Injury to the overtrained area. For example, if you are doing too many upper-body exercises, you may experience pain and tightness in your shoulders, elbows and wrists. If you don’t stop training when you are already injured, you risk sustaining an even more serious injury.
Disruption to sleep patterns. Working your body too hard may cause you to feel groggy or tired more frequently. According to the National Library of Medicine, too much exercise can also cause you to need longer periods of rest.
Mood swings. Mental effects are also common when it comes to getting too much exercise. You may feel more depressed or irritable than normal because of the physical toll on your body. Moodiness when workout habits change can also be a sign of exercise addiction.
There is also evidence suggesting that overtraining can negatively affect your immune system, making you more susceptible to colds and other viruses. No matter what kind of negative effects you end up feeling, they will not be things you want to experience on a day-to-day basis.
It might not be as obvious as you think. Your body will do its best to adapt to the strain. However, there will likely be symptoms along the way that you are getting too much exercise.
One of the first signs is any kind of excessive pain or soreness. As mentioned, some degree of soreness is to be expected after exercise, especially for those who aren’t already in a consistent routine. But if you feel persistent, intense pain for longer than a few days, it’s probably a sign that you are getting too much exercise.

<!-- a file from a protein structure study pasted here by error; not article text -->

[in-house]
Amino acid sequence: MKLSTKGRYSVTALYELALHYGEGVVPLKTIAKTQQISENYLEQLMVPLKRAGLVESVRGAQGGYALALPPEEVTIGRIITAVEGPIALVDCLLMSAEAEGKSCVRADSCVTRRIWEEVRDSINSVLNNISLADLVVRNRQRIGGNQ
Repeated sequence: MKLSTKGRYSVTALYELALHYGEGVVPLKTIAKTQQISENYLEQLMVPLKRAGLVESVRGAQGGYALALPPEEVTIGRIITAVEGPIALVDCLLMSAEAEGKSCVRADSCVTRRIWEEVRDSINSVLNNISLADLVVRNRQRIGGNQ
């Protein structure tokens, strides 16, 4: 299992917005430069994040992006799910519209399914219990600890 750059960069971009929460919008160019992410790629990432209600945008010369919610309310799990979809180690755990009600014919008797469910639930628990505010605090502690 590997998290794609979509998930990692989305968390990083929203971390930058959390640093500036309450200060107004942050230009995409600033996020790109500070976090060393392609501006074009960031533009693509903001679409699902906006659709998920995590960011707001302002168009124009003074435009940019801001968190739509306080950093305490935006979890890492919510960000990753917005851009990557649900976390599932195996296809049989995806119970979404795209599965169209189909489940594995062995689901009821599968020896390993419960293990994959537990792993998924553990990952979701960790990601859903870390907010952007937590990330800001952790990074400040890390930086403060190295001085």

Another telltale sign of overtraining is a drop in performance. If you are suddenly only able to lift half as much as you used to, or only participate in an activity for a fraction of the time you usually do, it’s a sign that your body may be taxed from too much working out.
Pain, an unexpected drop in performance, and generalized fatigue are three of the most common signs that you are training too much. But understanding that you are training excessively is only half the battle – you also need to do something about it!
The first and easiest step for treating any kind of overtraining concern is simply to take a break from exercise. The National Institutes of Health (NIH) suggests completely resting for 1 to 2 weeks if you feel like you are dealing with an excessive training problem. Often, an extended rest of this manner is all you need to fix the problem.